Summary: The eighth phrase of the Creed: "The holy catholic church."


TEXT: John 17:20-23; Ephesians 4:1-6

Line by line we are making it through the Apostle’s Creed, and the line we are looking at this week is easily the most misunderstood line in the whole thing. “I believe in the holy catholic church. I remember when I first learned the creed. When I got to this line, good Scotch Protestant that I am, I would always close my mouth, picking back up with the Communion of Saints. It didn’t seem like I should be affirming the Catholic church unless we were going to talk about all the others, too.

I know I’m not alone in that. In fact, so many other people think about the line that way, that when they printed the Creed in our hymnal, they put a little asterisk next to the word “catholic” in order to explain what it really means. The word “catholic” with a small “c” means universal. John Wesley once preached a sermon called “The Catholic Spirit.” He was not talking about the spirit of the Roman Catholic Church. He was talking about the universal spirit...the Holy Spirit that allows us to see everyone universally as our brothers and sisters, much as we talked about last week.

When the church in Rome was thinking of a name for itself, it adopted the name “Catholic” because they wanted to make a statement saying that they were the one universal church. They weren’t, even then, but that’s beside the point. If we said, “I believe in the Roman Catholic Church,” that could be more problematic since we would be naming one church but not others. But we say, “I believe in the holy catholic church” to make a much deeper and broader statement. “I believe in the holy catholic church” says that we believe that all Christians everywhere are really one, universal church.

On its most basic level, saying you believe this part of the creed means that you can’t automatically designate the members of some other church or denomination as going to hell. I’ve said before that we really can’t do that to’s not our decision...but this sentence acknowledges that we believe all other Christian churches are, at a fundamental level, of the same faith as we are. So if you have a strong hatred for some other church or denomination, this line says that Christianity doesn’t teach such a prejudice. In a sense we ARE affirming the Roman Catholic Church, and the Greek Orthodox Church, and the Baptists and Presbyterians and Pentecostals and UCC and any other church founded on faith in Jesus Christ. We are saying that we are all connected...we are all one holy, catholic church.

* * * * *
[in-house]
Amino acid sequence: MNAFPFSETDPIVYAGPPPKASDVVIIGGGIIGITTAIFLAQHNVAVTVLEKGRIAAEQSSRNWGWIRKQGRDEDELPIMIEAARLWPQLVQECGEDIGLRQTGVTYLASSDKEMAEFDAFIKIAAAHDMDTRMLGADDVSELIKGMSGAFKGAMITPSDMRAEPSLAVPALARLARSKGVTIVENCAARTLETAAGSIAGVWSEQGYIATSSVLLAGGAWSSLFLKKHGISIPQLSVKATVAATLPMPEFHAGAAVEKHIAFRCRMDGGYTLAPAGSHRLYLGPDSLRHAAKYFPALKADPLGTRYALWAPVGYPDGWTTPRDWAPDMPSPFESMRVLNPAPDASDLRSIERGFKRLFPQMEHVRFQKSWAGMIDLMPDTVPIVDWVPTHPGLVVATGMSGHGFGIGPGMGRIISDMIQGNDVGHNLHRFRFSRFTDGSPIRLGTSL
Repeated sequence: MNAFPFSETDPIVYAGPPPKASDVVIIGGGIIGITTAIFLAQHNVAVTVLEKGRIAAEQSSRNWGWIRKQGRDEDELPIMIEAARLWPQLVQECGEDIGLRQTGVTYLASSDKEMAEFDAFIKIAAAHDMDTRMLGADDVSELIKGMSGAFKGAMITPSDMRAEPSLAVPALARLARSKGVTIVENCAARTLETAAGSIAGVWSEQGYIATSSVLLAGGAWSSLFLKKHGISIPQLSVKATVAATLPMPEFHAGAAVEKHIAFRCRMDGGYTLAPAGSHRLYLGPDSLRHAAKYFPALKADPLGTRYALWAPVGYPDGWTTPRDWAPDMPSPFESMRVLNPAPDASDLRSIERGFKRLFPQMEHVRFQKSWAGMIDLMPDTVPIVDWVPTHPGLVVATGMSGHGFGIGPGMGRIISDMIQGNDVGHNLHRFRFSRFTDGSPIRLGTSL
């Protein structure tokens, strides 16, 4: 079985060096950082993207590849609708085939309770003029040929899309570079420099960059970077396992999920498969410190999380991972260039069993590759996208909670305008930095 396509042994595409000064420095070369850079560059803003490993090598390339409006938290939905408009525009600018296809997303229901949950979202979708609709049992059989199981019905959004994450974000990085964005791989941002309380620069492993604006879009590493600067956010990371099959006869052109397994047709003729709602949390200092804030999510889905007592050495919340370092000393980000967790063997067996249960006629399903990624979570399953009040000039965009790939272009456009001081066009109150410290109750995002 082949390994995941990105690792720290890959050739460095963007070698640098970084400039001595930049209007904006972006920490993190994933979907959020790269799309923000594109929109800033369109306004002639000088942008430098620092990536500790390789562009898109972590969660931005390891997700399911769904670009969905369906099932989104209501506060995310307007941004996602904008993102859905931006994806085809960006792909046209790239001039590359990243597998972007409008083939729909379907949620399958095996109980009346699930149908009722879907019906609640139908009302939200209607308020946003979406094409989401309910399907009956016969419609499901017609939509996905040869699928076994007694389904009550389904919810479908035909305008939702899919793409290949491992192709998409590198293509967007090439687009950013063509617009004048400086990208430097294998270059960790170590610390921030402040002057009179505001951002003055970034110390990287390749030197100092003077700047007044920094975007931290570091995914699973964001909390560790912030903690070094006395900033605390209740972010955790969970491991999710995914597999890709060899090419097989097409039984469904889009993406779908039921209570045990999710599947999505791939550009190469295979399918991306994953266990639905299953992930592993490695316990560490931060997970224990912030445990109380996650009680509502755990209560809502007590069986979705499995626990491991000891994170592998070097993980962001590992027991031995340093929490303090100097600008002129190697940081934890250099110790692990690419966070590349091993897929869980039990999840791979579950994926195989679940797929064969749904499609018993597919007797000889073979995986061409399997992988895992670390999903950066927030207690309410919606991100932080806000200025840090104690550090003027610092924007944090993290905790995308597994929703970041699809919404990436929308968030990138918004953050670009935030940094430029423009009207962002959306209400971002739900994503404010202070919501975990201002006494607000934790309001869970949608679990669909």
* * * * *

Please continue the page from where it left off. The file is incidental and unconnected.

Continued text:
Now, as even the most cursory glance will tell you, if we believe that, it’s awfully hard to tell. Churches often seem to be so into marketing and promoting their own particular name brand of faith that the heart of the Gospel suffers. God forbid that I should ever be more committed to making someone a United Methodist than to helping someone become a Christian. And yet it happens. This line reminds us that bashing other churches is not what our Christian faith teaches.

One of the interesting things about Christianity is that it has room within it for both unity and plurality. Like Judaism and Islam we believe in just one God. But we believe that the one God is expressed in three equal yet distinct the God who creates from heaven, usually designated Father; as God who comes to earth and relates to us in human flesh, the one we call Jesus, the Son; and as the Holy Spirit, which is in and through all living things, bringing particular gifts and powers to each.

It’s the same thing with churches. We believe in the holy catholic church. We believe in only one church...the church of Jesus Christ...yet we believe that one church has many manifestations. Now when I say that, please realize that this is not the passage telling us how to relate to those who are not Christians. That came last week in “I believe in the Holy Spirit.” This passage recognizes that even in the earliest days of the faith, we couldn’t even get along WITHIN the Christian faith, let alone outside.

And yet, unity as Christians is clearly what the Bible teaches. In Jesus’ prayer in Gethsemane on the night of his arrest, he prays that all of his followers would be united, that both those alive then and those who would come later would be one...finding their unity not in doctrines but in a common love of Jesus.

This past weekend I was away in Worcester doing a stewardship workshop. The keynote speaker for the event was Dr. Leonard Sweet, and he talked about the reason that so many people are connecting to Mel Gibson’s The Passion when they don’t particularly connect with the Church. He said, and I agree, that the church has almost completely forgotten that we are not founded on a set of principles or doctrines. We are founded on a person...Jesus Christ. Nobody these days is particularly interested in propositions, but they are very interested in relationship, which is what the Christian church is uniquely positioned to offer, if we will but remember. At the core of our faith is not a “what,” but a “who.”

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